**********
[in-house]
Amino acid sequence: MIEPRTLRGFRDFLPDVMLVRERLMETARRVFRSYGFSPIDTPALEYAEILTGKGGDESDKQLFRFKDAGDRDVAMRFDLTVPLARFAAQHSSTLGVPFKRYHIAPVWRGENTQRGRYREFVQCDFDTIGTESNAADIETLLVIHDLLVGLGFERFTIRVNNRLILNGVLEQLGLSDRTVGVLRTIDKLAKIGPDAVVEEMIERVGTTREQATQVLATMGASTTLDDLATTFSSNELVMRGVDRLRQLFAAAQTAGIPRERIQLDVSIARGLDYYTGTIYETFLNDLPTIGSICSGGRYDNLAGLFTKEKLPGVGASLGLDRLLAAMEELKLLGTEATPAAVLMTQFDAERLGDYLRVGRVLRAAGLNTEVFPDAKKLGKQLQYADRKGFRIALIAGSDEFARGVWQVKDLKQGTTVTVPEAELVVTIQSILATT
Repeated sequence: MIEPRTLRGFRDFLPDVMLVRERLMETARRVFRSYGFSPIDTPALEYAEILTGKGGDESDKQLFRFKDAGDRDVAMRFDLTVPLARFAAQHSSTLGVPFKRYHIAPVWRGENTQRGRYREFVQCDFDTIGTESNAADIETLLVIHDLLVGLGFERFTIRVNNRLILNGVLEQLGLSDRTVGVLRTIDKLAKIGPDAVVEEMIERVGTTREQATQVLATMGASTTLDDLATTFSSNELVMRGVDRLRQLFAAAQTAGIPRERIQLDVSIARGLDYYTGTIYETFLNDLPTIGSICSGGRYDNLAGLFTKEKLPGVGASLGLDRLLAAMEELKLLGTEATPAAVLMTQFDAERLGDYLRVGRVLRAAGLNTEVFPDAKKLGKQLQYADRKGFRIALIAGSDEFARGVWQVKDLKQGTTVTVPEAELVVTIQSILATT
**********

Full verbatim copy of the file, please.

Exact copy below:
[in-house]
Amino acid sequence: MIEPRTLRGFRDFLPDVMLVRERLMETARRVFRSYGFSPIDTPALEYAEILTGKGGDESDKQLFRFKDAGDRDVAMRFDLTVPLARFAAQHSSTLGVPFKRYHIAPVWRGENTQRGRYREFVQCDFDTIGTESNAADIETLLVIHDLLVGLGFERFTIRVNNRLILNGVLEQLGLSDRTVGVLRTIDKLAKIGPDAVVEEMIERVGTTREQATQVLATMGASTTLDDLATTFSSNELVMRGVDRLRQLFAAAQTAGIPRERIQLDVSIARGLDYYTGTIYETFLNDLPTIGSICSGGRYDNLAGLFTKEKLPGVGASLGLDRLLAAMEELKLLGTEATPAAVLMTQFDAERLGDYLRVGRVLRAAGLNTEVFPDAKKLGKQLQYADRKGFRIALIAGSDEFARGVWQVKDLKQGTTVTVPEAELVVTIQSILATT
Repeated sequence: MIEPRTLRGFRDFLPDVMLVRERLMETARRVFRSYGFSPIDTPALEYAEILTGKGGDESDKQLFRFKDAGDRDVAMRFDLTVPLARFAAQHSSTLGVPFKRYHIAPVWRGENTQRGRYREFVQCDFDTIGTESNAADIETLLVIHDLLVGLGFERFTIRVNNRLILNGVLEQLGLSDRTVGVLRTIDKLAKIGPDAVVEEMIERVGTTREQATQVLATMGASTTLDDLATTFSSNELVMRGVDRLRQLFAAAQTAGIPRERIQLDVSIARGLDYYTGTIYETFLNDLPTIGSICSGGRYDNLAGLFTKEKLPGVGASLGLDRLLAAMEELKLLGTEATPAAVLMTQFDAERLGDYLRVGRVLRAAGLNTEVFPDAKKLGKQLQYADRKGFRIALIAGSDEFARGVWQVKDLKQGTTVTVPEAELVVTIQSILATT